exposure trip report

I’ll often note the key themes and then watch for related social media posts during the event. I’ll also bring these up in my discussions with fellow attendees throughout the conference.

exposure trip report

Taking notes during the event

During the event, I like to centralize my notes so that I can add commentary, thoughts, and social media links via my mobile devices and laptop. I’ve used Evernote in the past, and now I’m using Onenote. I take brief notes in sessions I attend and take a picture of these to add to my online collection. I typically capture key thoughts from interesting conversations with attendees on my cellphone. I also regularly monitor social media for the event hashtag and other key themes, and add the links to my online notes.

If I’m running a sponsored booth (or on booth duty), I’ll use this opportunity to ask lots of questions about the key themes I identified before the event, and I also look for topics and themes that I may have missed. Asking questions like “What’s your current biggest pain point?” or “What’s been the most interesting thing you’ve learned at the event?” can be eye-opening.

Regarding notes, brevity is your friend here. In the past, I’ve written pages and pages of notes, and I found this tricky to summarise at the end of the event.

When writing, start with the end in mind

When writing the trip report or conference summary, I advise starting with the end in mind and defining your key takeaways upfront. I aim to summarise 5-10 key takeaways, which seem manageable for me and valuable for readers.

Taking my recent All-In Summit summary, I reviewed my notes, and the top five takeaways instantly jumped out to me (and I had identified three of them from a pre-event scan of the schedule and talk abstracts). I looked again at social media and a couple of early summaries shared by other attendees and found roughly eight additional takeaways. I didn’t want to summarize more than ten takeaways, so I merged two and dropped a couple on the cutting room floor. I was left with this:

exposure trip report

Once I’ve found the key takeaways, I use this as a skeleton for the remainder of my report. I typically draft each takeaway sequentially and then conduct multiple passes over the entire article, adding additional details, social media links, and images. I usually conduct a final pass where I attempt to “join the dots” and add anything separate from the event that I believe the audience will find helpful.

An example of this in my All-In Summit summary is that I added a couple of links to recent articles in The Economist:

exposure trip report

Now, let’s put all of this into practice and look at some example final reports.

Example trip reports

As with many things in life, (deliberate) practice makes perfect. I’ve been writing trip reports for several years and across various roles. Here are some examples of my most popular and successful summaries:

Key Takeaways from the 'Agile on the Beach' Conference: Day Two

microXchg Microservices Conference Day One Summary: DDD, Platforms, and Organisational Impact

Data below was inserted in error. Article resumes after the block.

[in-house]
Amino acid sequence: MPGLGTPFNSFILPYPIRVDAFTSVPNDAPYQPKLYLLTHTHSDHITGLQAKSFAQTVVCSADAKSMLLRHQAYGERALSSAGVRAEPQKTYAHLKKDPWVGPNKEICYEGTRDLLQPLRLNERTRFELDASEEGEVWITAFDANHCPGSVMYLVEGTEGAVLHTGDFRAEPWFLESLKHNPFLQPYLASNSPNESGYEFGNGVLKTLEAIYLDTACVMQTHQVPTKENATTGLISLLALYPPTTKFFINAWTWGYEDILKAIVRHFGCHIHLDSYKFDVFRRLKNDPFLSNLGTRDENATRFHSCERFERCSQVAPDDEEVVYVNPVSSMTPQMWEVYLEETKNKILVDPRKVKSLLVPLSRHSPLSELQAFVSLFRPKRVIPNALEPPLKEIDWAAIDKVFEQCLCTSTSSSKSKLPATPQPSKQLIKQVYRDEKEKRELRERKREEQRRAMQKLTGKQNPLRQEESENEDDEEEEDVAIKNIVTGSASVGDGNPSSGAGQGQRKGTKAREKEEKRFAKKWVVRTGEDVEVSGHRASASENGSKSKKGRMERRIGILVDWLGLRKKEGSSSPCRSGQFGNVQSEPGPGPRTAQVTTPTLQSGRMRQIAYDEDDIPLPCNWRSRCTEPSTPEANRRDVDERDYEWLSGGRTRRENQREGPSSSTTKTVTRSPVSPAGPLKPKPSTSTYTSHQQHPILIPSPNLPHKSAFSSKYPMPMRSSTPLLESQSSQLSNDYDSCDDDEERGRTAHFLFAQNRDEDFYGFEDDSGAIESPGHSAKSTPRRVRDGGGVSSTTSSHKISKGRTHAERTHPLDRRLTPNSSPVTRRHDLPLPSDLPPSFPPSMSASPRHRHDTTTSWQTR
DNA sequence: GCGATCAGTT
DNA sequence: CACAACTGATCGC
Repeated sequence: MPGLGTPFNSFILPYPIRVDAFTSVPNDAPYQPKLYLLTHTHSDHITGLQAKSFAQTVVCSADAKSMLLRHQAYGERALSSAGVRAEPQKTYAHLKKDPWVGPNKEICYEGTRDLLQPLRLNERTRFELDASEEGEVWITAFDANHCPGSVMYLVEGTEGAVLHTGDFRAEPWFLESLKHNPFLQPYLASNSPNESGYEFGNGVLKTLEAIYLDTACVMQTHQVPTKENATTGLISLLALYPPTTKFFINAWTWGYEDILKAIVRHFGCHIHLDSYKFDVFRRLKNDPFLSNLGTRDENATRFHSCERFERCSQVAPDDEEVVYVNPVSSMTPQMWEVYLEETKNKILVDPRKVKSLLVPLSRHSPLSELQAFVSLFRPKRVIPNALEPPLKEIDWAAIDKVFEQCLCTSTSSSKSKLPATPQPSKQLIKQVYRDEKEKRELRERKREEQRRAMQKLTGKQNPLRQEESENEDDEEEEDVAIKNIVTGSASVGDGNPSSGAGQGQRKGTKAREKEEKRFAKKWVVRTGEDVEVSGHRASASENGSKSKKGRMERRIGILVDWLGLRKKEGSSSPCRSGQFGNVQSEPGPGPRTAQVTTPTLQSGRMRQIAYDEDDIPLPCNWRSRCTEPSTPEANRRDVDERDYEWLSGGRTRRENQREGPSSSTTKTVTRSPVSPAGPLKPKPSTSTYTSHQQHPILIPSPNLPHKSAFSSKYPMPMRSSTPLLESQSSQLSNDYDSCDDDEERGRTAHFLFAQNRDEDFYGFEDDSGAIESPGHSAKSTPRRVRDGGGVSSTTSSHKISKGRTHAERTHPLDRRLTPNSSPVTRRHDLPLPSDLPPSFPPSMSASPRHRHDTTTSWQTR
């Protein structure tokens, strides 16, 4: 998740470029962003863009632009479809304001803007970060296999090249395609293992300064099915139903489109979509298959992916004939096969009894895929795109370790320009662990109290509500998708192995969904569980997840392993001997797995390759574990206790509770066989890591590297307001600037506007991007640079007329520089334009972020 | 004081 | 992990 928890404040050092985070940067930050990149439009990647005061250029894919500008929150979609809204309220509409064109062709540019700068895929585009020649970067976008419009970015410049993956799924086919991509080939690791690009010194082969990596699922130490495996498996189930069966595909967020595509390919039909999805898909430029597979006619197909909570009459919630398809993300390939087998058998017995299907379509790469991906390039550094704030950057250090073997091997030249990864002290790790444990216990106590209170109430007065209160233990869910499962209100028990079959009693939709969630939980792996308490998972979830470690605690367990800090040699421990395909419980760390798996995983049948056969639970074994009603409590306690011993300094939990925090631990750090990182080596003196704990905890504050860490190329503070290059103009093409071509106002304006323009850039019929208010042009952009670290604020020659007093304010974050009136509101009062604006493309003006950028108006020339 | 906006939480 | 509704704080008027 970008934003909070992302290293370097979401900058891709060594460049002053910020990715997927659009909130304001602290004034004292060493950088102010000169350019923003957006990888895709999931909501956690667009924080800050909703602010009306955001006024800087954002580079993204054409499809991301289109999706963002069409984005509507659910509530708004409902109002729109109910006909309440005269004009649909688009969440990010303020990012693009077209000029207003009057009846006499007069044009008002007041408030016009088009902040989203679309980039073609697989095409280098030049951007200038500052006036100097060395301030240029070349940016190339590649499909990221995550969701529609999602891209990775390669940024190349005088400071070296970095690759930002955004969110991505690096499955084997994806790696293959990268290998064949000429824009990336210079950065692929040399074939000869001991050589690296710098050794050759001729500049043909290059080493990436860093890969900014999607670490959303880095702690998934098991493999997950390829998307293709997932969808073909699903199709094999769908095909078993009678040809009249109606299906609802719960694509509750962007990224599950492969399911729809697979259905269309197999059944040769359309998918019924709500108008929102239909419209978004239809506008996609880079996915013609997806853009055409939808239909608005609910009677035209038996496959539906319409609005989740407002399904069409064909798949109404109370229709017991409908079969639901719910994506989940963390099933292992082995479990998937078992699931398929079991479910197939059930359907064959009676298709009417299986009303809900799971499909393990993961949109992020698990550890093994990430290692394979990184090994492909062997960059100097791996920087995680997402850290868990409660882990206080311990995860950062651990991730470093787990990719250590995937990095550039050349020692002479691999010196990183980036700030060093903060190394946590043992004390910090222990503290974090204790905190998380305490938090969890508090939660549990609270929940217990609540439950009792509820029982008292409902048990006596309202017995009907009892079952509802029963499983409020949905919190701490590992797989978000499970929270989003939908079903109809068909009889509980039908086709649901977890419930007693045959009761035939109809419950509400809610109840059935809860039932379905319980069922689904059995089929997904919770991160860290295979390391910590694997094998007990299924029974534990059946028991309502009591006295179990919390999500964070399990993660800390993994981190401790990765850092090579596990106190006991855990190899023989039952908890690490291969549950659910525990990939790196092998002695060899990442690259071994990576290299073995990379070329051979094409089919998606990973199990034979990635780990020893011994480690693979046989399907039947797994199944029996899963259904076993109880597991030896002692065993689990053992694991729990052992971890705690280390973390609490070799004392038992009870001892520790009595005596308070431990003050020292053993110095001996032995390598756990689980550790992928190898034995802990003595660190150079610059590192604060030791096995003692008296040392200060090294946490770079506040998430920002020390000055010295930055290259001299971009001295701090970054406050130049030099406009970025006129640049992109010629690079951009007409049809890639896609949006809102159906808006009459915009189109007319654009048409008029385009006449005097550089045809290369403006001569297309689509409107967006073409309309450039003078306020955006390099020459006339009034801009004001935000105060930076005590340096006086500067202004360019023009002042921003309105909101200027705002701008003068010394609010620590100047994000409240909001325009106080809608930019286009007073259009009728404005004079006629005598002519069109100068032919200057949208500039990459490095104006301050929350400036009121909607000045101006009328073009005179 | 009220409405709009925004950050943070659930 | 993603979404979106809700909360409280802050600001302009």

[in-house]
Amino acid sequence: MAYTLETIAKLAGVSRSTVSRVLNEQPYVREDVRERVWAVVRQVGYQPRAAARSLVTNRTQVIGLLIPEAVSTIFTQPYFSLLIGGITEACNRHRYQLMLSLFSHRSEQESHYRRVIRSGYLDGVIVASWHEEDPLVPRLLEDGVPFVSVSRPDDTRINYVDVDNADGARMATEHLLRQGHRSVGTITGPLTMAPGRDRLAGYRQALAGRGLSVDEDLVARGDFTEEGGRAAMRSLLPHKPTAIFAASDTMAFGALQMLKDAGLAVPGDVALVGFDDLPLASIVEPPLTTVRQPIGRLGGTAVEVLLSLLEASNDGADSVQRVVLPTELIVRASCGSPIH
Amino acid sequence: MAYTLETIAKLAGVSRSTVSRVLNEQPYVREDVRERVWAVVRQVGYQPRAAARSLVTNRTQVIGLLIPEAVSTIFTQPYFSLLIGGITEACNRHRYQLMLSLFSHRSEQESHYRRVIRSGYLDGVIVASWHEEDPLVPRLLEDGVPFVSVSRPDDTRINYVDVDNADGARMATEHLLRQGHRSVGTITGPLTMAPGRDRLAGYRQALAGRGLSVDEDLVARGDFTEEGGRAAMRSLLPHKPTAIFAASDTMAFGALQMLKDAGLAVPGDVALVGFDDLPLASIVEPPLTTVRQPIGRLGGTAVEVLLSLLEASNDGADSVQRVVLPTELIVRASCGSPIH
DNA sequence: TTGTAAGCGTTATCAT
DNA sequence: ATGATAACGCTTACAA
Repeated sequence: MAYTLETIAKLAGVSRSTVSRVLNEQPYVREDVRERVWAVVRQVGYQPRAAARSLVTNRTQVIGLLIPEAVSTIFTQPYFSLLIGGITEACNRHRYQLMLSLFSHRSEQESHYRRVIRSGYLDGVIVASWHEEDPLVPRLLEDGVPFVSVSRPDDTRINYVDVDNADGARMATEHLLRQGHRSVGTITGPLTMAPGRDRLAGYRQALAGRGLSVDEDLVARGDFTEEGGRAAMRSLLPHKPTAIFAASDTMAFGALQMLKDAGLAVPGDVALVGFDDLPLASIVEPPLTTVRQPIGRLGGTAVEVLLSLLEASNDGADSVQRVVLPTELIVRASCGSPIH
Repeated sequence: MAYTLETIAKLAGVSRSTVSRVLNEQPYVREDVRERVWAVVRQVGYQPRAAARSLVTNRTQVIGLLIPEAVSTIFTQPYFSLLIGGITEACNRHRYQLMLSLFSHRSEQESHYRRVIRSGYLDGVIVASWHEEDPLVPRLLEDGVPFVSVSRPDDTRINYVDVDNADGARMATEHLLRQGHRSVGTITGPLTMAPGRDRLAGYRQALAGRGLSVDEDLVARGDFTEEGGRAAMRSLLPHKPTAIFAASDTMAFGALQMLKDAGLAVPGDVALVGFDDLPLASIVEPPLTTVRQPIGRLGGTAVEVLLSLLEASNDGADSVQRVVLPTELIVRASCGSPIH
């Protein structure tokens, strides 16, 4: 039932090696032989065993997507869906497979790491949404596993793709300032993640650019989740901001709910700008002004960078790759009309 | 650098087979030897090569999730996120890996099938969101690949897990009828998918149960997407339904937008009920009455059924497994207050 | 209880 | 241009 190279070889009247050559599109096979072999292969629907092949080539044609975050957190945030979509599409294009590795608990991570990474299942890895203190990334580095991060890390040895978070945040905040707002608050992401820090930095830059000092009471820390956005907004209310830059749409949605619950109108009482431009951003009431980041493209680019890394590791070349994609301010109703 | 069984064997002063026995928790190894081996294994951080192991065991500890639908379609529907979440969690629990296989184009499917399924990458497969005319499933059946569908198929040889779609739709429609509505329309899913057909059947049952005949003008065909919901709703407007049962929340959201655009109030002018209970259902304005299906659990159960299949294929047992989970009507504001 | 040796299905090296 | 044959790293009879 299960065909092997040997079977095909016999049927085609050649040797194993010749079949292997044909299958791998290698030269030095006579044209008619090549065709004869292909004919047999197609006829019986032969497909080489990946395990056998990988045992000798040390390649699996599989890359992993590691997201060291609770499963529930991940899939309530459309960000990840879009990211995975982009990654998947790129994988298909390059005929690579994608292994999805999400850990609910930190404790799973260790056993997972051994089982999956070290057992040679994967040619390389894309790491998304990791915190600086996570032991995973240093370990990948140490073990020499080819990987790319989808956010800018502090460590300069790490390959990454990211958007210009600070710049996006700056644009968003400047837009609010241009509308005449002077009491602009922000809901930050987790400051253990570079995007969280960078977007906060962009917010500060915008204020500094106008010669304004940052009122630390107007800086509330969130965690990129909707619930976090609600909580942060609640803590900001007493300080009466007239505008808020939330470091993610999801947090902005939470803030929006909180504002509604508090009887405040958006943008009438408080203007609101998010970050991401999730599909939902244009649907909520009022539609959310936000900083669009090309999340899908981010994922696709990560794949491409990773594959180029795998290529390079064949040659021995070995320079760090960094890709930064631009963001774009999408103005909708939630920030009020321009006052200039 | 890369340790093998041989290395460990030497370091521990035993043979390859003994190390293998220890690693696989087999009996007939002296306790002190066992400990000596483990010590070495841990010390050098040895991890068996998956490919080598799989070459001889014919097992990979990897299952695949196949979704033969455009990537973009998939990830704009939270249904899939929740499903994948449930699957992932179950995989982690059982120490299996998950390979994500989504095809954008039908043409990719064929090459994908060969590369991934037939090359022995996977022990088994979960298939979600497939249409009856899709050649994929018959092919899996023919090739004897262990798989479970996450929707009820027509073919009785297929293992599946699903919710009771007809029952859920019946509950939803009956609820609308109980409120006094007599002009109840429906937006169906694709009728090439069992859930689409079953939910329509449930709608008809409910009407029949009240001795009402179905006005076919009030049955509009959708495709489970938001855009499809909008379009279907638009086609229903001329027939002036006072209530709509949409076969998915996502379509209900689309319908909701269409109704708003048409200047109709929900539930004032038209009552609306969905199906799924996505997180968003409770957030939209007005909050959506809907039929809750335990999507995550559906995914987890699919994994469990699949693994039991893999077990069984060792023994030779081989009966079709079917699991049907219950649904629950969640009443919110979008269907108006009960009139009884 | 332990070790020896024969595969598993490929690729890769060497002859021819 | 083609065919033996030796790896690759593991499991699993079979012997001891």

KubeCon NA 2021 Key Takeaways: DevX, Security, and Community

KubeCon EU + CloudNativeCon 2023 Summary: DevEx, Debugging, and Doubling-down on Community

My Top 10 Takeaways from the All-In Summit 2023

As a guide, I aim for thousands of page views. An average summary in the cloud native space might get ~5000-10000 views, and my “bangers” have scored 25k+.

Event summary top tips: SEO and distribution

Writing an amazing event summary is no good if no one reads it. For this reason, you will need to focus on search engine optimisation (SEO) and distribution.

I’ve been lucky to work with some fantastic SEO specialists over the years, and so I have internalized (and constantly updated) many SEO best practices. Although SEO can rapidly turn into a game, my north star is to write content that people want to read and format the content in a way that is discoverable by fellow humans, i.e. create a good title, use sub-headings to illustrate the structure, write concisely, include diagrams where it makes sense, etc. Once you’ve mastered this, you can optimise for keywords, meta information, social media cards, etc.

There are several good SEO references available for DevRels—for example, Google’ SEO Starter Guide , Lauren Schaefer and Magen Grant’s SEO for DevRel , Mostafa Moradian et al.’s “ DevRel content strategies with a focus on SEO optimization for developers ”— but I always recommend searching for the latest SEO guidance. If you are creating a lot of content, I recommend hiring someone with SEO/SEM expertise. Trust me, it’s worth the investment!

Distribution is also super important. Some of my most significant bumps in page views have been due to a mention in popular newsletters and on social media, such as DevOps Weekly , What's Hot in Enterprise IT/VC , LearnK8s , etc.

Cultivating relationships with the people running these sites and accounts is key here, as is subtly highlighting the content you want to be shared. For example, I’ll tag people in social media posts and discussions where appropriate, and I’ll sometimes DM or email newsletter owners the article and ask for the share. My advice is to always focus on the win-win, not to be overly pushy, and ensure you are taking time to help these folks before asking for too much in return.

Common trip report and conference summary mistakes

Here are some of the typical conference/trip summary mistakes I encounter regularly (and note that I have made most of these at some point in my career!)